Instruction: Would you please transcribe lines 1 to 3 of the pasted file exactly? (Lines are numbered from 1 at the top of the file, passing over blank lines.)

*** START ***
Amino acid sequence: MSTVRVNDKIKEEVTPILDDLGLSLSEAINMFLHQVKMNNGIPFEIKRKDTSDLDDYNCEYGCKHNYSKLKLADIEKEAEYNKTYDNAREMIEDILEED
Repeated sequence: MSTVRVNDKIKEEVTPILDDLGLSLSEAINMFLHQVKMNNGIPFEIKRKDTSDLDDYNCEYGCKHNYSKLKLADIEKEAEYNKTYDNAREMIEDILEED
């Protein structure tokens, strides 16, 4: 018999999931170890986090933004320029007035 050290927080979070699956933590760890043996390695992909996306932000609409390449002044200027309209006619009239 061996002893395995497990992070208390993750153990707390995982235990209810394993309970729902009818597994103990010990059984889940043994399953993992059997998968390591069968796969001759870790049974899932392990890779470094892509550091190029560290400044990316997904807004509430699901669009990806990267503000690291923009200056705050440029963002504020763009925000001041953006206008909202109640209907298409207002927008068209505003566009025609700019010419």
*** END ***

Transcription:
Amino acid sequence: MSTVRVNDKIKEEVTPILDDLGLSLSEAINMFLHQVKMNNGIPFEIKRKDTSDLDDYNCEYGCKHNYSKLKLADIEKEAEYNKTYDNAREMIEDILEED
Repeated sequence: MSTVRVNDKIKEEVTPILDDLGLSLSEAINMFLHQVKMNNGIPFEIKRKDTSDLDDYNCEYGCKHNYSKLKLADIEKEAEYNKTYDNAREMIEDILEED
């Protein structure tokens, strides 16, 4: 018999999931170890986090933004320029007035 050290927080979070699956933590760890043996390695992909996306932000609409390449002044200027309209006619009239 061996002893395995497990992070208390993750153990707390995982235990209810394993309970729902009818597994103990010990059984889940043994399953993992059997998968390591069968796969001759870790049974899932392990890779470094892509550091190029560290400044990316997904807004509430699901669009990806990267503000690291923009200056705050440029963002504020763009925000001041953006206008909202109640209907298409207002927008068209505003566009025609700019010419």